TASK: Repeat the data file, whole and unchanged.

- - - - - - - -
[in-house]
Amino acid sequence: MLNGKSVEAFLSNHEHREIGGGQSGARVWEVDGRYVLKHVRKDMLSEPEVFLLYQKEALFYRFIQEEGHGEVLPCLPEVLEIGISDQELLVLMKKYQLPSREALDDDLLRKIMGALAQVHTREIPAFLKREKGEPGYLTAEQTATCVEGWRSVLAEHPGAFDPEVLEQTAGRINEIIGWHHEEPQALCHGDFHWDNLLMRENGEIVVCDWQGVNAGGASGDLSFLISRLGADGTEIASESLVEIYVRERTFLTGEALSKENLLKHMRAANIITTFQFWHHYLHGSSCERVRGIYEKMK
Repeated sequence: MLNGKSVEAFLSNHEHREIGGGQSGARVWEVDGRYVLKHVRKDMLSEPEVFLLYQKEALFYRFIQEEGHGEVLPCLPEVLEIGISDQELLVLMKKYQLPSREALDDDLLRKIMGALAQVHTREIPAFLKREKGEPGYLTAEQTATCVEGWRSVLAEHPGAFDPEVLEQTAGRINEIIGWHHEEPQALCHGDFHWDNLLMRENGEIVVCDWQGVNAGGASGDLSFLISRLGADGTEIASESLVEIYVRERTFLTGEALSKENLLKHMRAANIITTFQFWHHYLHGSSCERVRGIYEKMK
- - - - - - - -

[in-house]
Amino acid sequence: MLNGKSVEAFLSNHEHREIGGGQSGARVWEVDGRYVLKHVRKDMLSEPEVFLLYQKEALFYRFIQEEGHGEVLPCLPEVLEIGISDQELLVLMKKYQLPSREALDDDLLRKIMGALAQVHTREIPAFLKREKGEPGYLTAEQTATCVEGWRSVLAEHPGAFDPEVLEQTAGRINEIIGWHHEEPQALCHGDFHWDNLLMRENGEIVVCDWQGVNAGGASGDLSFLISRLGADGTEIASESLVEIYVRERTFLTGEALSKENLLKHMRAANIITTFQFWHHYLHGSSCERVRGIYEKMK
Repeated sequence: MLNGKSVEAFLSNHEHREIGGGQSGARVWEVDGRYVLKHVRKDMLSEPEVFLLYQKEALFYRFIQEEGHGEVLPCLPEVLEIGISDQELLVLMKKYQLPSREALDDDLLRKIMGALAQVHTREIPAFLKREKGEPGYLTAEQTATCVEGWRSVLAEHPGAFDPEVLEQTAGRINEIIGWHHEEPQALCHGDFHWDNLLMRENGEIVVCDWQGVNAGGASGDLSFLISRLGADGTEIASESLVEIYVRERTFLTGEALSKENLLKHMRAANIITTFQFWHHYLHGSSCERVRGIYEKMK